3. Rest winning accounts in favour of losing ones.
Keep records of where you are with each bookie. I keep records of bookie balances in my bookmaker passwords file (it’s only 1 row per bookie so it’s really not onerous), and then I track whether I am up or down this week with each of them. This should be easy if you’ve been recording all your bets (which you have been doing, right?).
Obviously, if you’ve lost money at a given bookies this week, no further action is required, but if you’re up, review your progress over the last month and quarter. If I am ahead across all three periods, I will take action (see below). But if I’m only ahead at a given bookmaker’s over any one or two of these periods, I will usually decide to ‘rest’ him, and switch to the accounts I’m losing money with. There is usually no need to fake losses if you’re managing your bookmaker accounts carefully.
Now I do a LOT of arbing so there are always some accounts that, by chance, end up ahead, with others falling behind. The obvious long-term goal is to take your profits in Betfair, but you can give the natural cycling of bookie balances a helping hand simply by leaving successful accounts alone for a bit. In my experience, this actually only means resting two or three accounts at a time when I’m arbing (as of course bookie odds are designed to help the bookie profit over time, via the over-round, so usually the majority of accounts end up overdrawn).
But what do you do if you are still ahead at a particular bookie over the last week, month and quarter? Well, after kicking yourself for not resting the account earlier, try this….
4. Back-and-lay short-priced selections (between 1.5 and 3.0) until you lose enough money.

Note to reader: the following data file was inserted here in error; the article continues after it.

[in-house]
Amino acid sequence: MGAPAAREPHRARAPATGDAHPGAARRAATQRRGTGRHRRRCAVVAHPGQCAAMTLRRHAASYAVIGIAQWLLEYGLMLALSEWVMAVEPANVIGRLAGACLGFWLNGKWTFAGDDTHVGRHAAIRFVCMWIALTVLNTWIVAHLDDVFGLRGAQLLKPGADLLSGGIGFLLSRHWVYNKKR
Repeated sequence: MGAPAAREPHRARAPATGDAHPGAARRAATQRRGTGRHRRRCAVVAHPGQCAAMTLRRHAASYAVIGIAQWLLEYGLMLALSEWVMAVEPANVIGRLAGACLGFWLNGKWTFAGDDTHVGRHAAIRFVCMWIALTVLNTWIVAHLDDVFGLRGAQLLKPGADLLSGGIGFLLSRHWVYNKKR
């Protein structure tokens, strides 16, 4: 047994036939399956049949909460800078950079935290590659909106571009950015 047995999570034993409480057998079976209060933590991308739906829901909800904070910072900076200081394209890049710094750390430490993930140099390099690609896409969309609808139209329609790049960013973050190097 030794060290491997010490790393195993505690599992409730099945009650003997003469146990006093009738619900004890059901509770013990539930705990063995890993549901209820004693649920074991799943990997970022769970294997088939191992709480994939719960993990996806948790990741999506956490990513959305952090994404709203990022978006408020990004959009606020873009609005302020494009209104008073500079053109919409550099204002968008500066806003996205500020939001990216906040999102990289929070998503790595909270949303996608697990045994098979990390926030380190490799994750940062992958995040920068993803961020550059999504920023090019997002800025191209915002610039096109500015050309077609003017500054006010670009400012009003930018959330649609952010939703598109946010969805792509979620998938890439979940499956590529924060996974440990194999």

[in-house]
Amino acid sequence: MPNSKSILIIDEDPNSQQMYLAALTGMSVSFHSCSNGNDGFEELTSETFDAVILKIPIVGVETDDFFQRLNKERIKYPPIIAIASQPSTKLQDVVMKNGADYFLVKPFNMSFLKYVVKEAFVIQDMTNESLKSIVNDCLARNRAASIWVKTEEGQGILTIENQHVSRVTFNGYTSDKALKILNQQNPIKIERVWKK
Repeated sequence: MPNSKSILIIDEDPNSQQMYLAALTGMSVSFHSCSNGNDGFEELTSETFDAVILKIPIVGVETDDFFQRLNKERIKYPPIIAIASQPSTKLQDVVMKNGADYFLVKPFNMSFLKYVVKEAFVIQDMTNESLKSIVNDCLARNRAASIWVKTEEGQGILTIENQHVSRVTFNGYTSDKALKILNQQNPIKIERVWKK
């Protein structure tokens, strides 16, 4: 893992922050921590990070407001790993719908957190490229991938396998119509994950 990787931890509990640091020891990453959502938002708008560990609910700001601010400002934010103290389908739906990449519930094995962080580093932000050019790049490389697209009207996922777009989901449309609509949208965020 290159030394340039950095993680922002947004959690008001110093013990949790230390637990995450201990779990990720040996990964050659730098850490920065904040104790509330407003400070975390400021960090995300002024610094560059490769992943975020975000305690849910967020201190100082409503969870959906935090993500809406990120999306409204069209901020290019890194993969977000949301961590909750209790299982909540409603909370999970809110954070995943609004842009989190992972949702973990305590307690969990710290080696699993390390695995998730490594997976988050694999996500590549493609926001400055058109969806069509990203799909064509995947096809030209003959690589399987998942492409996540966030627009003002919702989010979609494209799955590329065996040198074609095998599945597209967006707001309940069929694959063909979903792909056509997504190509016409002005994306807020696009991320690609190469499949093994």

This approach may sound counter-intuitive (as you will worry that favourites will win), but it is actually a sure-fire way of making losses on your bookmaker account. After all, the bookies make the bulk of their profits by laying favourites, so it shouldn’t be hard to lose to them by blindly backing anything in the required range. Plus, if you’re backing favourites or second favourites, you are going to look like the mug punter they so want you to be. And if your short-priced punt does come home in front, you’re likely to win such small amounts (relative to your stake) that your bookie is likely to let matters run, sure in the knowledge that your mug punter behaviour will soon find you out.
Now I know what you are thinking – haven’t we, in step 2, questioned the value of backing-and-laying on account of (a) the odds disparities between the bookies and Betfair, and (b) the Betfair commission issue?
Well yes, but Betfair rarely offers long lay prices on favourites. All you do is use a site like Oddschecker, combined with a separate Betfair window, and find back-and-lay options where the lay odds at Betfair are equal to the backing odds at the bookies. Then lay your horse/team/whatever at Betfair for the same (or lower) odds as those on offer at the bookmakers, for a sum equal to the backing stake.